More than a decade ago, before the advent of internet-ready mobile devices, people used immovable, bulky computers to view websites. Designing websites that looked good at a single resolution was standard and quite adequate for all purposes. With the advent of internet-enabled devices and their acceptance by more people, web owners had to create content designed to fit any size screen and device. This manner of designing content is called responsive web design.
Before the coming in of responsive web design, there was mobile design. Mobile design is the creation of entirely new websites or web apps to provide content for the mobile user. This meant the creation of one design for the kindle, netbook, iPad, iPhone and another for the BlackBerry. In other words, several websites for the same company targeting all the different screen resolutions imaginable. This is not the case with responsive web design.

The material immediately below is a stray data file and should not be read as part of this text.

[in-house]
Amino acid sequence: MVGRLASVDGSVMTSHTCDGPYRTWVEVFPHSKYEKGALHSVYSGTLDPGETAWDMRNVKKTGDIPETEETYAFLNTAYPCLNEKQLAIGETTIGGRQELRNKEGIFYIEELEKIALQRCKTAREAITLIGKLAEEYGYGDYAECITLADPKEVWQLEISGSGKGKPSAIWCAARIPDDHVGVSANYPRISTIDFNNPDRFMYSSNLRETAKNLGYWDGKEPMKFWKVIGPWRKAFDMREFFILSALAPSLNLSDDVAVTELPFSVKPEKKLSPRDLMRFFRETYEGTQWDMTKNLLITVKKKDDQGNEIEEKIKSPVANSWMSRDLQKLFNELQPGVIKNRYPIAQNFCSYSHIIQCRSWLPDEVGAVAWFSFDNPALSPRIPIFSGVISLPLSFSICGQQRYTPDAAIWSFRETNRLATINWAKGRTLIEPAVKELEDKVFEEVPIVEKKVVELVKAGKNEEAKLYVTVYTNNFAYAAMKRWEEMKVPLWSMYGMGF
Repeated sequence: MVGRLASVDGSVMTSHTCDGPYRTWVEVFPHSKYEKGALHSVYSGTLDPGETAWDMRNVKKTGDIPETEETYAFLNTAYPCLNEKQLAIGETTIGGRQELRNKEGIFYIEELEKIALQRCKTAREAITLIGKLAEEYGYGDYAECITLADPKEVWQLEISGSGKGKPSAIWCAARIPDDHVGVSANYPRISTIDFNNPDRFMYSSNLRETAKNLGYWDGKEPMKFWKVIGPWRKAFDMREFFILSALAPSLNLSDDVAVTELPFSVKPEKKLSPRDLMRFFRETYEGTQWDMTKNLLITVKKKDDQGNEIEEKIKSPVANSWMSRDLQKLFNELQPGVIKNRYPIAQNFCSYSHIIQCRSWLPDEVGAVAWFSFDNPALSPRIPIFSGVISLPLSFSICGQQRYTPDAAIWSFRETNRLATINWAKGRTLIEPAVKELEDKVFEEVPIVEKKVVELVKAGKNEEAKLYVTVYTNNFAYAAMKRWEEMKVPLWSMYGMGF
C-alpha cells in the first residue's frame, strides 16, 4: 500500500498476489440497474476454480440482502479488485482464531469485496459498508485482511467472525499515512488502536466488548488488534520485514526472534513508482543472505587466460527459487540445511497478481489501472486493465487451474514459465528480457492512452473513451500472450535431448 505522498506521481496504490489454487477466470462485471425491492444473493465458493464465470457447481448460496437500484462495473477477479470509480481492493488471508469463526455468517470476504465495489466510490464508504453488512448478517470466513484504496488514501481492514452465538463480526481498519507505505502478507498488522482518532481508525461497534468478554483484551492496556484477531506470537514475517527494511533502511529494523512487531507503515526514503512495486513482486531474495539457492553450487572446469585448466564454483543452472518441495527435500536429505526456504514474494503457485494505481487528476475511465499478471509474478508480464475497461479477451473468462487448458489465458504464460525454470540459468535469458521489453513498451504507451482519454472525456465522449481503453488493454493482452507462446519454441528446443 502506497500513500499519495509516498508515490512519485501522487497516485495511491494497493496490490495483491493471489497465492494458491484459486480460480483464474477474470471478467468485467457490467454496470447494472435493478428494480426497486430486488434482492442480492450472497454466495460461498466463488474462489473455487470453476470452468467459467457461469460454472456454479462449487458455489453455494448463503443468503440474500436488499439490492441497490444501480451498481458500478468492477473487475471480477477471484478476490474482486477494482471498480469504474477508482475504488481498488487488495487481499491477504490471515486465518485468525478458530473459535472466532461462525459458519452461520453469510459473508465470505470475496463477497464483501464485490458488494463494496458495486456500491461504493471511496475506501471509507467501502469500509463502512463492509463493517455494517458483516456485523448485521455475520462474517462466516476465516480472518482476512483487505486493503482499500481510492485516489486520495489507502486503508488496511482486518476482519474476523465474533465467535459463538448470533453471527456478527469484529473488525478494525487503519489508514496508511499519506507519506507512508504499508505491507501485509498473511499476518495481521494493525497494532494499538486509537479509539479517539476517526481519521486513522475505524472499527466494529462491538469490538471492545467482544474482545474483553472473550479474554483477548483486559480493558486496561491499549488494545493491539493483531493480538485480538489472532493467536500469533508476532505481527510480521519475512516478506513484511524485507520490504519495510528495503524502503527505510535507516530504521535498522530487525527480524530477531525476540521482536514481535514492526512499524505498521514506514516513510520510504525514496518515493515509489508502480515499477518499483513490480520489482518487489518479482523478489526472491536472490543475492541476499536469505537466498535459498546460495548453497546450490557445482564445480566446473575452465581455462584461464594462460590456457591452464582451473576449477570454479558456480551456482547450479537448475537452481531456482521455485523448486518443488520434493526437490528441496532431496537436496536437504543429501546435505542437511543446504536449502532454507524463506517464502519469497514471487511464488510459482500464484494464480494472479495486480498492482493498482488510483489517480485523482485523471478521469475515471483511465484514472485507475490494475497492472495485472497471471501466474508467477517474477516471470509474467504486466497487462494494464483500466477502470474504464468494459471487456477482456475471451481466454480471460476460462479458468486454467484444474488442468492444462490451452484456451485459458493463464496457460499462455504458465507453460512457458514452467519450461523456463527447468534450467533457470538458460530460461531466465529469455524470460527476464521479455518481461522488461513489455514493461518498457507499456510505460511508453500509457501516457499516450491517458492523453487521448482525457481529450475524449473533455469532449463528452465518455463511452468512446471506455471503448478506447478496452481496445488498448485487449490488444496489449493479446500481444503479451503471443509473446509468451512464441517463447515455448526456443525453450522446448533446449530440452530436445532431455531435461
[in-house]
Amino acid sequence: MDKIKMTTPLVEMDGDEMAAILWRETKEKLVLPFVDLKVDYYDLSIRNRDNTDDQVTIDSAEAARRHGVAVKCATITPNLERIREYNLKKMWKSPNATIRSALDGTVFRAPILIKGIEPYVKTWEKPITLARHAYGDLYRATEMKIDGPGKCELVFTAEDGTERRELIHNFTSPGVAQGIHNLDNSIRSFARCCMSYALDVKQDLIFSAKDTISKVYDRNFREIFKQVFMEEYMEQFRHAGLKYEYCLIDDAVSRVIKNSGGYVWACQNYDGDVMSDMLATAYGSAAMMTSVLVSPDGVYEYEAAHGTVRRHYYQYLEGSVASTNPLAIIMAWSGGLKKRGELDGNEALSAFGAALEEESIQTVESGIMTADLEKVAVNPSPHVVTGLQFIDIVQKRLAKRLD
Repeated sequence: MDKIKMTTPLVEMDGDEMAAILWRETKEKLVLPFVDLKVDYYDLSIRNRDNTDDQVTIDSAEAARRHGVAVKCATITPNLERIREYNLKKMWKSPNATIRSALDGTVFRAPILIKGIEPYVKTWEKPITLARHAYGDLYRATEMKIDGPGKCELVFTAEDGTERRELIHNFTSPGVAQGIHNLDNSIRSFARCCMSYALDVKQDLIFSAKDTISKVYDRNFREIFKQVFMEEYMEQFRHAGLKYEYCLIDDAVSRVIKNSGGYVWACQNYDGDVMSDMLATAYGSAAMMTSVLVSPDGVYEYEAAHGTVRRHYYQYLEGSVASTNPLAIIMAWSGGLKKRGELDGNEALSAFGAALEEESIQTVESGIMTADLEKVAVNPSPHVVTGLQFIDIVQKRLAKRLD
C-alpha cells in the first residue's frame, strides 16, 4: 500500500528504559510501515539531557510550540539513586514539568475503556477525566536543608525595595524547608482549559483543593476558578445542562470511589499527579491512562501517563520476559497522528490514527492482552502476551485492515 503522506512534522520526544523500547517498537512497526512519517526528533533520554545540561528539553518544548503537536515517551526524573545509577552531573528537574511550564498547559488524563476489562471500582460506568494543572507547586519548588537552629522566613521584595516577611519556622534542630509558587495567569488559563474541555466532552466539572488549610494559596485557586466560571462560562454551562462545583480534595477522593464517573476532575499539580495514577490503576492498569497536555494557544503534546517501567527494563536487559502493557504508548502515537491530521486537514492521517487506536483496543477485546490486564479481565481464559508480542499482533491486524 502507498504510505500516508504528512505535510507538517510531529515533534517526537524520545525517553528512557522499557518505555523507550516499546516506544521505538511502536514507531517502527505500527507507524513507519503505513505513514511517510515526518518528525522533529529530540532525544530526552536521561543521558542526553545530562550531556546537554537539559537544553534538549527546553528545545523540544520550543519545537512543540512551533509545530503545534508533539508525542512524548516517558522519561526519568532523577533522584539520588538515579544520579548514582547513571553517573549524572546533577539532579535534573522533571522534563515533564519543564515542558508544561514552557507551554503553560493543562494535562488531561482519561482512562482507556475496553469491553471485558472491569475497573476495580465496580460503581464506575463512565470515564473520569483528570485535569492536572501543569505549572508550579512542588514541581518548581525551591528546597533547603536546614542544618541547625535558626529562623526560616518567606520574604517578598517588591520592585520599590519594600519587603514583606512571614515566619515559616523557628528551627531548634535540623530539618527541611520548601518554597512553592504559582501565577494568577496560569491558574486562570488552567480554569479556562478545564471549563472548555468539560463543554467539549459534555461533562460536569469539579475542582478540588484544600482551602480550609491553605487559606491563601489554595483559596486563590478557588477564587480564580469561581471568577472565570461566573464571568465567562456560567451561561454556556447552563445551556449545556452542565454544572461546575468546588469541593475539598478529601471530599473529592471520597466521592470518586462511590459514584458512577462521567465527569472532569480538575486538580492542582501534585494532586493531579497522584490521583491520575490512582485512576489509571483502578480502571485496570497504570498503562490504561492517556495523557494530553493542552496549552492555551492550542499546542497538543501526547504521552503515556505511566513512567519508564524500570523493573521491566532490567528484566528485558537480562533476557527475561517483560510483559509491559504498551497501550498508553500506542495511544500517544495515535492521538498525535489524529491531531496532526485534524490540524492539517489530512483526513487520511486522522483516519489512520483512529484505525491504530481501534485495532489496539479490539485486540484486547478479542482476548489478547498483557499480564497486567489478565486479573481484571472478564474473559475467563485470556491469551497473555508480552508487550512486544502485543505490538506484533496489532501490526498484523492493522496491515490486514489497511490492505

What is responsive web design?
Instead of implementing different sites for each device, responsive design acts as the underlying base of the website’s deployment. Responsive Web Design is possible through the adoption of three simple functions:
Although Responsive Web Design started as a trend, it has quickly morphed into an evolutionary step in the development and design of websites.
Advantages of responsive web design
In 2009, only 1.2% of internet traffic was from mobile devices – hardly enough to justify additional investment or attention. Fast forward to 2012, the exponential growth of smartphones and the increased network speeds saw the figures rise to 13% without even taking into account tablets. By 2015, out of 3.5 billion internet users, over half of them (1.9 billion) will be using mobile devices. So why have you not started creating a responsive website?
If the figures above are not enough to convince you, here are staggering benefits of implementing responsive web design:
Even Google encourages website owners to follow the best practice using responsive web design.
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